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Induction: Induction in logic is a type of reasoning in which we draw general conclusions from specific observations. It is the opposite of deductive reasoning, where we draw specific conclusions from general premises. See also Deduction, Grue, Generalization, Generality, Conclusions.
Annotation: The above characterizations of concepts are neither definitions nor exhausting presentations of problems related to them. Instead, they are intended to give a short introduction to the contributions below. – Lexicon of Arguments.

Author Concept Summary/Quotes Sources

David Hilbert on Induction - Dictionary of Arguments

Berka I 118
Complete Induction/logical form/Hilbert(1):

{P(1) & (x)(y) [P(x) & Seq (x,y) > P(y)]} > (x)P(x)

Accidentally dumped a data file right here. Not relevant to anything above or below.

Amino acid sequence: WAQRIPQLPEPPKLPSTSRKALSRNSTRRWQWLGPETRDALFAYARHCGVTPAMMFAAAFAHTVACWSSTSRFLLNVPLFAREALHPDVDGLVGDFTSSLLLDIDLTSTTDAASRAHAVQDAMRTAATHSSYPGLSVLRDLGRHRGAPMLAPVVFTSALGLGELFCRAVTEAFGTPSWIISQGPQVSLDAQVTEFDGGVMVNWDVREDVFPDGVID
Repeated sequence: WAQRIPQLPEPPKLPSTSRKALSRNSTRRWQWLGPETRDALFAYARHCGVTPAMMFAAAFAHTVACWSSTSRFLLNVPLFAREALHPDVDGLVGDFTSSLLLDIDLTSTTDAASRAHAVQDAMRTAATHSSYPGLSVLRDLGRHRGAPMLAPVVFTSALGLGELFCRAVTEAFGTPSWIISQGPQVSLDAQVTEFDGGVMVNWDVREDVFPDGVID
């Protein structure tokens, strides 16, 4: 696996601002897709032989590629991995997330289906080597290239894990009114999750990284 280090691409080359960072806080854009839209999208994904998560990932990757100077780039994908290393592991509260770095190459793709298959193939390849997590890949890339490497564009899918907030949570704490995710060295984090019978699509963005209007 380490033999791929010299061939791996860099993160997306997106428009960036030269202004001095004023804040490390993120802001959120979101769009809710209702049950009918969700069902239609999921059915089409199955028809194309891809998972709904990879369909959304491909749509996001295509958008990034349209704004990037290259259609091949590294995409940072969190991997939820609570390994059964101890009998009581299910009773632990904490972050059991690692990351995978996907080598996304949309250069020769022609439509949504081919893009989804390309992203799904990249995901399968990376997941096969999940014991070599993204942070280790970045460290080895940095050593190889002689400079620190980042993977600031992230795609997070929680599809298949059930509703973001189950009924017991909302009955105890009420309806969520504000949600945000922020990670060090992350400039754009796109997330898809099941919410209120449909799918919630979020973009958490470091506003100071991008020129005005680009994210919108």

((s) If a predicate applies to the number 1, and if it applies to any number, also of the next following, then the predicate applies to every number.)

1. D. Hilbert & W. Ackermann: Grundzüge der Theoretischen Logik, Berlin, 6. Aufl. Berlin/Göttingen/Heidelberg 1972, §§ 1,2.

Explanation of symbols: Roman numerals indicate the source, arabic numerals indicate the page number. The corresponding books are indicated on the right hand side. ((s)…): Comment by the sender of the contribution. Translations: Dictionary of Arguments
The note [Concept/Author], [Author1]Vs[Author2] or [Author]Vs[term] resp. "problem:"/"solution:", "old:"/"new:" and "thesis:" is an addition from the Dictionary of Arguments. If a German edition is specified, the page numbers refer to this edition.

Berka I
Karel Berka
Lothar Kreiser
Logik Texte Berlin 1983

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